naming and recognizing hazards, they often fail to        soldiers think they are invincible and tend to underesti-
implement controls needed to eliminate or decrease        mate their personal risk and overestimate their personal
risks, according to Safety Center deputy commander        ability,” Warren said.
COL John Warren.                                               The Army’s accident rate was 10 times higher 25
     “Our junior leaders don’t have the experience        years ago than it is today. Despite today’s decreasing
base to make informed risk-management decisions.          rates, leaders shouldn’t ease their focus on safety or
Frequently, they lack a basic understanding of what       assume soldiers will do the right thing when life and
right looks like,” he said. “Young leaders often do not   equipment is at stake.
understand that the risk-management process is                 “Safety is fragile,” Warren said. “If commanders
continuous, meaning that when you get to step five,       don’t keep the emphasis on safety and standards, then
‘supervise and evaluate,’ you start over again at step    complacency and indiscipline set in.”

                                                                                                      Hot Topics 5
                                   Steps of Risk
                        Identify hazards — Identify hazards to people, property and mission. Consider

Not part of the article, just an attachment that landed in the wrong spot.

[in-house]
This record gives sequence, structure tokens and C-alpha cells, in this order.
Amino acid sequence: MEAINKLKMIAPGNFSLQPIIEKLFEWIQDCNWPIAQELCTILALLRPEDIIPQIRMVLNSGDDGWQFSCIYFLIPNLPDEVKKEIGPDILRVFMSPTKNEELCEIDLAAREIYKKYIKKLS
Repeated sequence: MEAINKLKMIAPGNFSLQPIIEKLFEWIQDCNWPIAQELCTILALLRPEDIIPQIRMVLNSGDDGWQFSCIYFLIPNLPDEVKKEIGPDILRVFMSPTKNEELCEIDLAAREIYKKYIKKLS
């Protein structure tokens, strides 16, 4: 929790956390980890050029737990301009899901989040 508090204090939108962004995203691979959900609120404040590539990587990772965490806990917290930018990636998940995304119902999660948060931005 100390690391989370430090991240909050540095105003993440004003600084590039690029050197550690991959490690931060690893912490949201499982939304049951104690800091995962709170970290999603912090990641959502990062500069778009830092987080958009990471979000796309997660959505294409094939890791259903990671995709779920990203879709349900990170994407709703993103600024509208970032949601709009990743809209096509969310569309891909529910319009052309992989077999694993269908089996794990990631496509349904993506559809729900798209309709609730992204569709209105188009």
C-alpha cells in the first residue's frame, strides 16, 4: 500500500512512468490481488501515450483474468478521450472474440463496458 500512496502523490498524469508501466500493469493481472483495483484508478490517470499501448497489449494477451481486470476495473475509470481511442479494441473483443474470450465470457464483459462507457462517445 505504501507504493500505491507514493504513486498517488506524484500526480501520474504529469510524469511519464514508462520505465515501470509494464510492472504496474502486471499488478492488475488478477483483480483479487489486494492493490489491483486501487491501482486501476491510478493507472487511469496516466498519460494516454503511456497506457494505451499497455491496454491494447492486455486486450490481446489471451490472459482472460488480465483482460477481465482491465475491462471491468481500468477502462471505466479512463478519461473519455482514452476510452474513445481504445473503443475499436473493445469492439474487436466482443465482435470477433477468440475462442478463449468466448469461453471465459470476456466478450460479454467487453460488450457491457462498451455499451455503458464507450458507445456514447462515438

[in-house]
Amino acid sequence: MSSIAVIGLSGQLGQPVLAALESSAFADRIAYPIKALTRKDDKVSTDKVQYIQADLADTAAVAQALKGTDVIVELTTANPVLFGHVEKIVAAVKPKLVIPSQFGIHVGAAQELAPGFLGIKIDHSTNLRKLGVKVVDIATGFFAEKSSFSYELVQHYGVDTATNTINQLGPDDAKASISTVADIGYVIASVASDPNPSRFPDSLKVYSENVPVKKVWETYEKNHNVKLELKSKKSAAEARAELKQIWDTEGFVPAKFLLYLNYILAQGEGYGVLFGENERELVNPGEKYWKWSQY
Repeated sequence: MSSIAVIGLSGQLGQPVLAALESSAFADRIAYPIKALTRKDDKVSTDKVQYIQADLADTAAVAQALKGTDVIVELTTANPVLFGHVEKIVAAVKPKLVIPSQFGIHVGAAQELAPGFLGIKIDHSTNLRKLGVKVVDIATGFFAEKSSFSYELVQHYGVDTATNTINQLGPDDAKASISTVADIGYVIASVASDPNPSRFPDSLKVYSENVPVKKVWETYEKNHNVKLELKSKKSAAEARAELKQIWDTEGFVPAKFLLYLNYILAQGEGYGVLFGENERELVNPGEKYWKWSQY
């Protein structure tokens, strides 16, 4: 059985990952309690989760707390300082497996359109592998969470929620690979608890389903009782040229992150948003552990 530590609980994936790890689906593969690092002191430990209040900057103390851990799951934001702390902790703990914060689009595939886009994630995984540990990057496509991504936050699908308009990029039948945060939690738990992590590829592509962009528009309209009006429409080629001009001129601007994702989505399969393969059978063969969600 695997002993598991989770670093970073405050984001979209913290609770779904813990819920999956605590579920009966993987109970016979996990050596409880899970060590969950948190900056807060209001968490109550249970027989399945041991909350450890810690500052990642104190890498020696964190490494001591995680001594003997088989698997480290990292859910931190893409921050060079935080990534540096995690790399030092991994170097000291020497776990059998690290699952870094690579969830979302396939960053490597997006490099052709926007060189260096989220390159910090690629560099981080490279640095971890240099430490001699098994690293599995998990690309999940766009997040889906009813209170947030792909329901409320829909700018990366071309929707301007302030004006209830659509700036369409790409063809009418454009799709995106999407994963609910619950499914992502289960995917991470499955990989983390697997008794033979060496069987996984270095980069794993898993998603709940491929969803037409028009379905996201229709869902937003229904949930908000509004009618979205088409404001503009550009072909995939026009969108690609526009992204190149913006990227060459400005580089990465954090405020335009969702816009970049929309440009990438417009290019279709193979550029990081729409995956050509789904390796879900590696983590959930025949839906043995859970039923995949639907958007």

all aspects of current and future situations, as well as historical problem areas.
                                Remember that conditions can change quickly, requiring constant vigilance.
                                  The enemy is normally an obvious hazard. Consider also the:
                                     o complexity and difficulty of the mission; o terrain and environment;
                                      o weather and visibility; o equipment; o time available for execution; and
                                      o supervision, experience, training, morale and endurance of the troops.
                                     Assess hazards — Determine the potential loss and cost that could result from
                                    the identified hazards, based on probability and severity. Probability determines
                                   the likelihood that the hazard may cause a problem. Severity asks: “How bad
                                  could it be?” Hazards are measured as extremely high risk, high risk, moderate risk
                                 and low risk.
                             Develop controls and make a risk decision — Develop courses of action that eliminate
                          hazards or reduce their risks. Controls may range from hazard alerts and physical warning
                       signs to issuing protective clothing or avoiding the hazard area altogether. After establishing
                       controls, leaders should re-evaluate the hazards to check for residual risk and to ensure risks
                       are reduced to a level at which benefits outweigh potential costs. Leaders should involve their
                       chains of command if the level of risk exceeds their commanders’ guidance or necessary controls
                       significantly reduce the chance of mission success. This step demands analysis, judgement and,
                       sometimes, intuition.
                       Implement controls — Put into place controls that eliminate the hazards or reduce their risks.
                       This may be done through verbal or written orders, standard operating procedures, performance